There would never have been a Sarah Moon, a David Bailey nor a Helmut Newton if those people had been forced to work as button pushers.

Rob C
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TMARK
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« Reply #16 on: May 29, 2013, 03:09:08 PM »
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Much depends how far back you go.

As far as I can tell, the idea of a big team was originally an American thing, possibly an invention of need carried over from the Hollywood influences, whereas most of the European greats made their names by going out with the girl and doing their mutual thing. The 'team' concept flies in the face of the creative solo artist, where the fewer the disparate factors at work the greater the chances of getting done that which you wish to do.

In my day, models did their own hair and makeup, the photographer, at most, needed a kid with young muscle to carry the weights and be the one exhausted after the struggle to wherever the location might be. It's nice to have someone to hold steady a lighting stand or reflector out on a windy beach, be first line of defence against cows in a field...

I realise that was a simple way of working, and that today folks need to have computers, people to work the computers, clients, hair, makeup, wardrobe and any number of modern aides to assist the flow of the great man's mind.

Wasn't always the case, and looking at a lot of the contemporary work that graces the pages of mags, less would often have been more.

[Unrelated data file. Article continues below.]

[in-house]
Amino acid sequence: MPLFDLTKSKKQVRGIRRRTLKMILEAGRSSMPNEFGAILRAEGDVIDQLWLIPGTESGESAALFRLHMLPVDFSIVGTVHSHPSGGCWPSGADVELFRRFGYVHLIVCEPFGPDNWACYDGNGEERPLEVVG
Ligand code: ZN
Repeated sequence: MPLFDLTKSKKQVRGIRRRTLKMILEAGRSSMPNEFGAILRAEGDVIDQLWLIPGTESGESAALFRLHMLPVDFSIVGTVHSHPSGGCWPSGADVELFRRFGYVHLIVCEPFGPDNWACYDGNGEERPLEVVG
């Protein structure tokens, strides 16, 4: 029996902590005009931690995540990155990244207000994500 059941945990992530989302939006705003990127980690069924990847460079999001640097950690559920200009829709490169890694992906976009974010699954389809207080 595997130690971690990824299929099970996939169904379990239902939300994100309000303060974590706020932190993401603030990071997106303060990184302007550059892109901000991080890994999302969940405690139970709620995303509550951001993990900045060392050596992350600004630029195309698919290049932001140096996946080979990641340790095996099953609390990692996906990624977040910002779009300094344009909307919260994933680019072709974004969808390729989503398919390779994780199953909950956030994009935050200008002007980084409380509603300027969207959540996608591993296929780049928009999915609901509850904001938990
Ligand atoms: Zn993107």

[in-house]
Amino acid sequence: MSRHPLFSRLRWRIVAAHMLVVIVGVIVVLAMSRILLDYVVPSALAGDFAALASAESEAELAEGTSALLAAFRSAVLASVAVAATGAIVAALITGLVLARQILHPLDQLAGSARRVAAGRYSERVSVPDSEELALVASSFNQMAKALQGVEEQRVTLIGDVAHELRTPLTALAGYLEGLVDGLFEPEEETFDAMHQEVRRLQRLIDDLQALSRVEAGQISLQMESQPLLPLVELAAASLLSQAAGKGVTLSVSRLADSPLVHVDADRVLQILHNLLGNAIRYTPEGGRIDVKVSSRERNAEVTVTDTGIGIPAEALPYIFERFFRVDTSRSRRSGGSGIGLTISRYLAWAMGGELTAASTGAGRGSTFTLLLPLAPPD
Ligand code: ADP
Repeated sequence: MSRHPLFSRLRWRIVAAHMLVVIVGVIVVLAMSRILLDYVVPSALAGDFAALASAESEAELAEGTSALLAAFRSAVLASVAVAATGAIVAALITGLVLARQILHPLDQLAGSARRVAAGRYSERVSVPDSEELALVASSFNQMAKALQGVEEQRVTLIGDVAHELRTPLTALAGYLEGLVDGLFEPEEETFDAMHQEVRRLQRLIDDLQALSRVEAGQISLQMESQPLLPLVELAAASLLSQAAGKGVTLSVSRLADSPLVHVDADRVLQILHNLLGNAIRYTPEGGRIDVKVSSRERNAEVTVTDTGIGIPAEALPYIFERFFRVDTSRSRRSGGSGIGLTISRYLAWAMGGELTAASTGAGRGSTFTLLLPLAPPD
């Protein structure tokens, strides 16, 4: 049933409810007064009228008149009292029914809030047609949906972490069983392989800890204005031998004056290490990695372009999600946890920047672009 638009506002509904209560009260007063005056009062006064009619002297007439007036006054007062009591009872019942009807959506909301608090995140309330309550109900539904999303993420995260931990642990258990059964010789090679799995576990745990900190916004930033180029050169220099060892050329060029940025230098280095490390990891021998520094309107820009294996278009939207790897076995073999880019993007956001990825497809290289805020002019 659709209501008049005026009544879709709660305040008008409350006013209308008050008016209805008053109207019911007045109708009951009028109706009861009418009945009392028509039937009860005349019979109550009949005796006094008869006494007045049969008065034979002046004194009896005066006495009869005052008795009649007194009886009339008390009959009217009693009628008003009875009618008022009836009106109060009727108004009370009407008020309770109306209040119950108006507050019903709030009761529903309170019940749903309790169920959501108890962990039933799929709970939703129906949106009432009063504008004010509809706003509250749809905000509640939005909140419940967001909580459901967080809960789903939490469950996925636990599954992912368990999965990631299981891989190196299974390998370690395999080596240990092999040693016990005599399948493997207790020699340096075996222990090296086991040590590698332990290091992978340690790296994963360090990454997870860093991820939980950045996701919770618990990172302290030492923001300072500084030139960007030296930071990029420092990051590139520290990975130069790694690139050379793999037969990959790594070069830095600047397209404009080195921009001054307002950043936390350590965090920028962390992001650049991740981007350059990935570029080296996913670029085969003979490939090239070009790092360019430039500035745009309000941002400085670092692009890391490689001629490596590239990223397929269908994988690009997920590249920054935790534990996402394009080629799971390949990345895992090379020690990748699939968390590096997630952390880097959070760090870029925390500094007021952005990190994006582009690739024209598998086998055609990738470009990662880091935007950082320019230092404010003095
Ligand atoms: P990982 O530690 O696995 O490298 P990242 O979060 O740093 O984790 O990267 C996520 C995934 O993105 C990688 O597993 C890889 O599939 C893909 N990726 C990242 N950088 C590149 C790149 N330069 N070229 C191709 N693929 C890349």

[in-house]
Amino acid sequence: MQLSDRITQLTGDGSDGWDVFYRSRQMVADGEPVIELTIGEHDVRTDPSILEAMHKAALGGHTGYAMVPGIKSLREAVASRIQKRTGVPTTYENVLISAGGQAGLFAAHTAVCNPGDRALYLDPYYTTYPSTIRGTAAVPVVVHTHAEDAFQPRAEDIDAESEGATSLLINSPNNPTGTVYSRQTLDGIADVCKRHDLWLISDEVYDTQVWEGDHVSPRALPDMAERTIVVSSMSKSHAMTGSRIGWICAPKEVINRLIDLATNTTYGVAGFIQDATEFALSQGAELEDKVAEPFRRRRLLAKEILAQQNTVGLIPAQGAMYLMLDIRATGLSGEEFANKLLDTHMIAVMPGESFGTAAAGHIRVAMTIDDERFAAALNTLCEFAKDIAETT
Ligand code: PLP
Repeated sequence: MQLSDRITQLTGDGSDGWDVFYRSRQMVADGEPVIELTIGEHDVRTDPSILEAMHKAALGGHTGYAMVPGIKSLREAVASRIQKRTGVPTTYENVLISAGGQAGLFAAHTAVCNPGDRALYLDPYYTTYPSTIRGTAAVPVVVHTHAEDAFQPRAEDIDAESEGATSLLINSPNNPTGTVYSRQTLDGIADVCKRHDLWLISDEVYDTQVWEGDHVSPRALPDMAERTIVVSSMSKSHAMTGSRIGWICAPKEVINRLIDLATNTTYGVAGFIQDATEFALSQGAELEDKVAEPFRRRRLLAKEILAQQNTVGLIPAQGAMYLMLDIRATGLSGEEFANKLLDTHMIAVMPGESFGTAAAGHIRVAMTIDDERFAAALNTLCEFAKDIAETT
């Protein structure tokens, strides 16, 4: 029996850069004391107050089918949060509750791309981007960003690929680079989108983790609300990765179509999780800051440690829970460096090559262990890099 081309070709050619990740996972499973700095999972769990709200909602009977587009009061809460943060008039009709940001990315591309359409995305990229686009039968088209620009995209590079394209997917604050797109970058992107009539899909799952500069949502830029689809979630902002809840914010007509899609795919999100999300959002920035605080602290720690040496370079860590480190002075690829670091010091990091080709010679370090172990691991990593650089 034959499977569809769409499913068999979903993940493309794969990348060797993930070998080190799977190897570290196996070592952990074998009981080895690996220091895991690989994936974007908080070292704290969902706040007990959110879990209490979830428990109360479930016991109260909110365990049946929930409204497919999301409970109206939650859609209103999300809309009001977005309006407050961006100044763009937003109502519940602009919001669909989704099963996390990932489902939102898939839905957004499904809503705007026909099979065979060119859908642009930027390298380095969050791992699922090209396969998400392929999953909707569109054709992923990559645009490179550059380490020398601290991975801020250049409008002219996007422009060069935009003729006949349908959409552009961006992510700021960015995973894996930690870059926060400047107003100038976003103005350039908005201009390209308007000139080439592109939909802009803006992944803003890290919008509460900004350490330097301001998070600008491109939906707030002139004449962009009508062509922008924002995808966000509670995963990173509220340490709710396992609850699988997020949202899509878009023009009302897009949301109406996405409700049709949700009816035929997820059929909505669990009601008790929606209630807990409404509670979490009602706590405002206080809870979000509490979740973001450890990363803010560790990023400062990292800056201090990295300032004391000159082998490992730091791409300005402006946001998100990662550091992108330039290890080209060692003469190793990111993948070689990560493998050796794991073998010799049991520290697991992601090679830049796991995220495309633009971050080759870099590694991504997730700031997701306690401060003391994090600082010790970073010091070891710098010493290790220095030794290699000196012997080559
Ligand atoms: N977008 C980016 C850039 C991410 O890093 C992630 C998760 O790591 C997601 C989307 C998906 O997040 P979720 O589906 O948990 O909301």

Perhaps that's why there's less personality around today; that any number of shooters could be thought to have made any particular shot: it is all teamwork, committee photography.

There would never have been a Sarah Moon, a David Bailey nor a Helmut Newton if those people had been forced to work as button pushers.

Rob C

Moon, Newton, Penn were/are artists. 
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Rob C
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« Reply #17 on: May 30, 2013, 02:43:20 AM »
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Moon, Newton, Penn were/are artists. 


That's basically what it's about, T.

It's always been that with paint, so why would folks think it can be different with photographs? In fact, this simple concept explains pretty much all of the angst and frustration that gets voiced in forums devoted to photography. The hard fact of having or not having 'it' remains and can't be avoided. It would be nice if it could be bought, but unfortunately, no one can quite do that. The true democracy of art?